Meet Febby. She is a Community Health Promoter here in Zambia. She teaches her neighbors about how to improve the health of their community. When I took her portrait she struck this pose that is filled with all the wonderful, life-filled attitude that she takes into her community. As I prepare for the 30 hour journey home, I could not help but share this with you. May your Sunday be blessed.
As I was walking through the village of Alobo Rom in Northern Uganda, I met Janet, not far from an unprotected spring that I was there to check out. She had a small pile of laundry in front of her and was washing her clothes by hand. When we started talking, she said that she did not go to school that day because her clothes were dirty. So, at age 13, Janet was washing her clothes rather than sitting in the classroom.
There are a lot of things that ran through my mind at that point. Why she would be kept out of school for dirty clothes? Why were her clothes not washed the night before? Was there no one to help her? When did she stop being a child? But, this is part of life here. I know that the rest of her day is likely full of other chores, including carrying water for her family’s needs. I hope that some day this is not her reality, that nothing will keep her from school – not laundry, not carrying water, and not illness. But on the day that I met Janet, all I could do was share a smile and wish her the best when she returned to the classroom.
This time a week ago, I was surrounded by family and friends as we celebrated my brother’s marriage to Lauren. It was a non-traditional wedding filled with thought, intention, and creativity. Which should surprise no-one who knows the two of them: bio-electrical engineer and graphic designer who both love being surrounded by family.
The weekend began with a small rehearsal followed by a lovely dinner at a Decatur steak house. The most mentionable point here is that this dinner was the only event not held at Lauren’s parent’s house (though yes, in case you were wondering, the food was excellent). The wedding (and rehearsal) was in their small library and the reception in their grand room.
The wedding was home grown, whimsical, lovely, and perfect. The house was decorated, or I should say, the stage was set, by Lauren. Everything was dreamt and created by hand – elegance meets whimsical. Remember I mentioned non-traditional? Matt had a best-man (Chris, my brother) and a grooms-maid (me), and Lauren had a maid-of-honor (Cath, her twin sister) and a brides-man (Nate, good friend). My mother performed the ceremony. The total wedding party consisted of 20 people – the people they celebrate holidays with. All people I readily hug rather than shake hands with.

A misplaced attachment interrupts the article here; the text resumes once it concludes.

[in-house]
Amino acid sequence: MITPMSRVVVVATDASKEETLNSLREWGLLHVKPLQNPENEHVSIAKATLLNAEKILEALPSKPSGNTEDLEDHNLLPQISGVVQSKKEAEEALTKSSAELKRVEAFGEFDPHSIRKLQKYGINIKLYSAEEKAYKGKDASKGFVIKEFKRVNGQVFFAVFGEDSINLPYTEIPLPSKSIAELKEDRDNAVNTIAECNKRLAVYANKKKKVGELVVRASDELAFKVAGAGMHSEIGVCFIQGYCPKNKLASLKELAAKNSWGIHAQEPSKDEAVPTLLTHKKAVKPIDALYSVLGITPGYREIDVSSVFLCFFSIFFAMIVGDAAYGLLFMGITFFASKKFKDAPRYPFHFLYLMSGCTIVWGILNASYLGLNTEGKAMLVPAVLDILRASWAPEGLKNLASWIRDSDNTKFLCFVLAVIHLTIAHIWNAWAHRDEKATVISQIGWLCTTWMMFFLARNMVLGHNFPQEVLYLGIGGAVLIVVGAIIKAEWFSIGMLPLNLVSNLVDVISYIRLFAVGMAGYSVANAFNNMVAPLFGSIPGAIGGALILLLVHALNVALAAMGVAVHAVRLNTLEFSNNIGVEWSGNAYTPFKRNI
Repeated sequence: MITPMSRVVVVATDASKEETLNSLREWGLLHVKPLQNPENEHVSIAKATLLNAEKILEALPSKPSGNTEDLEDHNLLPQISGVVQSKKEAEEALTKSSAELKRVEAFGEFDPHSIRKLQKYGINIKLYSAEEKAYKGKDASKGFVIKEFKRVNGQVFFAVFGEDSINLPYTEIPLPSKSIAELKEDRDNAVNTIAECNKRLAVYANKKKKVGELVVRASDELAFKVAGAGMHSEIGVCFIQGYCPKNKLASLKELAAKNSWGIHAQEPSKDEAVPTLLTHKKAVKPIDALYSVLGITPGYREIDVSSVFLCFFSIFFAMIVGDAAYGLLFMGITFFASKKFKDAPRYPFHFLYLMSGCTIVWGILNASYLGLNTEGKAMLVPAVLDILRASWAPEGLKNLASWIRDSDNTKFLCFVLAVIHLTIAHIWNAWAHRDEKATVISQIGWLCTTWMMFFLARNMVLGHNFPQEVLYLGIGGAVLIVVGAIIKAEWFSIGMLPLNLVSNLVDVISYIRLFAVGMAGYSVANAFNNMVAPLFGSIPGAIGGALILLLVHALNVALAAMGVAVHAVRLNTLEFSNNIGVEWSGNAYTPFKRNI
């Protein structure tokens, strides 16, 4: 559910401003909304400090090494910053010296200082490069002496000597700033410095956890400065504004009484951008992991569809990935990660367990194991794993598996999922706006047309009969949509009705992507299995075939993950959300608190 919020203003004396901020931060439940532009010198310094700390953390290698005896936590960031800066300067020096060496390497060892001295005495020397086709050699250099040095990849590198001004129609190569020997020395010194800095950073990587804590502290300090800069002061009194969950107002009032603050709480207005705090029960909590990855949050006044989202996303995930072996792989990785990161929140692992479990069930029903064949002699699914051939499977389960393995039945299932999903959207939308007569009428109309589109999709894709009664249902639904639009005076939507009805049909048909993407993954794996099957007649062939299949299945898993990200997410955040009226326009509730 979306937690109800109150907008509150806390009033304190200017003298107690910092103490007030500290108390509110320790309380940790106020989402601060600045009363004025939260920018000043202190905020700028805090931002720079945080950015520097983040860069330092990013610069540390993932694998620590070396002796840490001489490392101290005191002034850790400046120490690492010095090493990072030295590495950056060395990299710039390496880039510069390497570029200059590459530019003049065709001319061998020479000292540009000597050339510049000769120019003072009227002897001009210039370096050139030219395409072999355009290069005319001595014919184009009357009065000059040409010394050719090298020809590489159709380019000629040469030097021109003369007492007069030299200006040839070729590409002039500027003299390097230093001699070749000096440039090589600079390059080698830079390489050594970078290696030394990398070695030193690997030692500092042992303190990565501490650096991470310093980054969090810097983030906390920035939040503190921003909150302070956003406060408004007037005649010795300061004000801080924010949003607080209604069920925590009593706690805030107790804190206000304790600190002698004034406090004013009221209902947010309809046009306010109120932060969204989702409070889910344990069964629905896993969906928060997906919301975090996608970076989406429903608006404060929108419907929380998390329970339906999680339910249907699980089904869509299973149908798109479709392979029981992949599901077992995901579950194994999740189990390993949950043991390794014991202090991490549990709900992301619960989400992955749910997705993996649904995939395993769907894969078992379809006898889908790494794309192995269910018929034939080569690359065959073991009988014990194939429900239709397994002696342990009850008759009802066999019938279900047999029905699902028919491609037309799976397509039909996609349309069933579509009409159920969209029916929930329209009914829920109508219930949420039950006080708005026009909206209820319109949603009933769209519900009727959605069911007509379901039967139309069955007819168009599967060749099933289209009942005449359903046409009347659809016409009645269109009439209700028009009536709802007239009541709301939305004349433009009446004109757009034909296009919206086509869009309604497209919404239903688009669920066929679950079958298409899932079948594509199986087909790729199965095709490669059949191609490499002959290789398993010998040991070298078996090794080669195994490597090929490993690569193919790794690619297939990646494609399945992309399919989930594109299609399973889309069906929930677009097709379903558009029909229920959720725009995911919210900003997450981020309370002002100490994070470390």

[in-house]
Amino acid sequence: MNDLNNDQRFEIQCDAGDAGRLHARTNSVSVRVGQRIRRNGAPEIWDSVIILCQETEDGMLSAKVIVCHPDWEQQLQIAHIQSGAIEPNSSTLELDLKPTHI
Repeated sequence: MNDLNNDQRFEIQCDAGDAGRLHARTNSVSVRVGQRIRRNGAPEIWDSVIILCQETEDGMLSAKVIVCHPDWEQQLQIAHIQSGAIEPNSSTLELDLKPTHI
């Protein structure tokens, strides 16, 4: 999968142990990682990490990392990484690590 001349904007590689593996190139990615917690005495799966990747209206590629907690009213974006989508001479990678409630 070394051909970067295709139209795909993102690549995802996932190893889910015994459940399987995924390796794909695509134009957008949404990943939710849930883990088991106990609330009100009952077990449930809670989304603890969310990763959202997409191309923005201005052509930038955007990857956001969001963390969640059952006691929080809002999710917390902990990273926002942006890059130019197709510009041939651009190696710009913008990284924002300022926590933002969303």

Appetizers? Middle Eastern fare and martinis. Dinner? Southern barbecue complete with home-made bibs to protect our wedding attire. The beer was brewed by my brothers and made elegant by Lauren’s special labels. The cake was made by dear friend Elizabeth and was divine. The party favors were home-made pop tarts. There were brilliant toasts by the maid-of-honor and best-man. Matt & Lauren got married and our families happily grew. That was the wedding in a nutshell.
I wish I had brilliant photos to share with you, but I was in the wedding and loved celebrating every minute of it. You can see more photos at Lar & Cath’s website or on the photographer’s blog. If any family photo’s come in, I promise to share them with you in the coming weeks. For now, I am going to go sleep under my mosquito net in Northern Uganda.
It is not that often that I feature non-water projects or ask you to think about giving money to something when I write here, but this is an opportunity I could not pass up. Before I moved to the United States to attend university, I spent 9 years in the Middle East, including my high school years in Jordan. I still have friends based there, and one, a wonderful young woman I babysit many years ago, wants to do a violin tour this summer in Jordan and Palestine. Lauren and her friend Holly will be doing a violin “Tour for Peace” including performances, lessons, and workshops through Jordan and Palestine. They have just 28 days to raise the money for their project – will you please consider reading what they have to say, donating, and spread the word? (Click HERE to donate and find out more.) And yes, I already signed up to back this project. Here are is the beginning of what they say about this project on their site:
“We believe that music is a powerful force, capable of effecting positive change in individuals and society. It’s transformative power transcends race, religion, politics, concepts of nation-states, borders and education; thus through its exoteric nature, music realizes humanity in its most basic form. Through our music, we hope to move audiences toward a greater understanding of their place in their communities and cultures. Although we continue to learn, discover, and educate ourselves as students and artists, our purpose and aspirations as violinists go much further than creating prestigious careers. We hope to influence people through our playing and help them to more fully realize their identities as part of the human race. The youth of the Arab world have risen up to call for change in their societies and governments – change which will promote justice and a progressively peaceful existence. Their innate yearnings are portrayed in our music.”
Inspiring, isn’t it?